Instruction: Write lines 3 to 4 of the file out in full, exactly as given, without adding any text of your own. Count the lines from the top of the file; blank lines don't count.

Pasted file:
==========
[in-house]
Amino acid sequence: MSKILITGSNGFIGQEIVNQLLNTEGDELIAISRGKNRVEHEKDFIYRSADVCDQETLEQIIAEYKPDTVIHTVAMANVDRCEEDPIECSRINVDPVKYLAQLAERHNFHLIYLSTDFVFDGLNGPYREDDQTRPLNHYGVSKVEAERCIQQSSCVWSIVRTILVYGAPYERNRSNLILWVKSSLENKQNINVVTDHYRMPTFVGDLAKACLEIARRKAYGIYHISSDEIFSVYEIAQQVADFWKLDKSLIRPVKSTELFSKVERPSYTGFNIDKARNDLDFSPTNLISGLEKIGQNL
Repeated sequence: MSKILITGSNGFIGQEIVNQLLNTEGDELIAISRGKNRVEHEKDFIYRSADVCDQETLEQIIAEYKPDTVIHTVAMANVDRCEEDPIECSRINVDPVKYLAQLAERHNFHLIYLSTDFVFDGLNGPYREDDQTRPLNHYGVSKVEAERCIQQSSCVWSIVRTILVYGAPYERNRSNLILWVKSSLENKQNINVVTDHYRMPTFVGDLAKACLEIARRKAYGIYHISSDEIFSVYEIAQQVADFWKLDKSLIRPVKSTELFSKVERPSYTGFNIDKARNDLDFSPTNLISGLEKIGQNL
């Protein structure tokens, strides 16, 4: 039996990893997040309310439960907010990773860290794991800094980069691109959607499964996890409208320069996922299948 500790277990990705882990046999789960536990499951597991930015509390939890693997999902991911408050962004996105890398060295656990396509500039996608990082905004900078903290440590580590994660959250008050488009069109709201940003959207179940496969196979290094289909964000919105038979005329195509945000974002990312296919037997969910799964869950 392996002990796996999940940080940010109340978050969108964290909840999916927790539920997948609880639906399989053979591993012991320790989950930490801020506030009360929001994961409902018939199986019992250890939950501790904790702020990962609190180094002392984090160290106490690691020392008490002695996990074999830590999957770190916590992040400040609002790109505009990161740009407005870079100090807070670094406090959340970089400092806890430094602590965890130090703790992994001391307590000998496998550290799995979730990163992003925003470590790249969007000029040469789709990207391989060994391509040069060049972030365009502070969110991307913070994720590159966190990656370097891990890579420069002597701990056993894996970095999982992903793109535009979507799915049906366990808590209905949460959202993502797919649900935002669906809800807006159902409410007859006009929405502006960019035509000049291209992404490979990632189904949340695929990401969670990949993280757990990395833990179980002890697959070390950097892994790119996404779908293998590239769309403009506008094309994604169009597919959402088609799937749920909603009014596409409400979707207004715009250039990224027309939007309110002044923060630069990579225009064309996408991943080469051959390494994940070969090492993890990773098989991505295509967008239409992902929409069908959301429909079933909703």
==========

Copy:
Repeated sequence: MSKILITGSNGFIGQEIVNQLLNTEGDELIAISRGKNRVEHEKDFIYRSADVCDQETLEQIIAEYKPDTVIHTVAMANVDRCEEDPIECSRINVDPVKYLAQLAERHNFHLIYLSTDFVFDGLNGPYREDDQTRPLNHYGVSKVEAERCIQQSSCVWSIVRTILVYGAPYERNRSNLILWVKSSLENKQNINVVTDHYRMPTFVGDLAKACLEIARRKAYGIYHISSDEIFSVYEIAQQVADFWKLDKSLIRPVKSTELFSKVERPSYTGFNIDKARNDLDFSPTNLISGLEKIGQNL
């Protein structure tokens, strides 16, 4: 039996990893997040309310439960907010990773860290794991800094980069691109959607499964996890409208320069996922299948 500790277990990705882990046999789960536990499951597991930015509390939890693997999902991911408050962004996105890398060295656990396509500039996608990082905004900078903290440590580590994660959250008050488009069109709201940003959207179940496969196979290094289909964000919105038979005329195509945000974002990312296919037997969910799964869950 392996002990796996999940940080940010109340978050969108964290909840999916927790539920997948609880639906399989053979591993012991320790989950930490801020506030009360929001994961409902018939199986019992250890939950501790904790702020990962609190180094002392984090160290106490690691020392008490002695996990074999830590999957770190916590992040400040609002790109505009990161740009407005870079100090807070670094406090959340970089400092806890430094602590965890130090703790992994001391307590000998496998550290799995979730990163992003925003470590790249969007000029040469789709990207391989060994391509040069060049972030365009502070969110991307913070994720590159966190990656370097891990890579420069002597701990056993894996970095999982992903793109535009979507799915049906366990808590209905949460959202993502797919649900935002669906809800807006159902409410007859006009929405502006960019035509000049291209992404490979990632189904949340695929990401969670990949993280757990990395833990179980002890697959070390950097892994790119996404779908293998590239769309403009506008094309994604169009597919959402088609799937749920909603009014596409409400979707207004715009250039990224027309939007309110002044923060630069990579225009064309996408991943080469051959390494994940070969090492993890990773098989991505295509967008239409992902929409069908959301429909079933909703």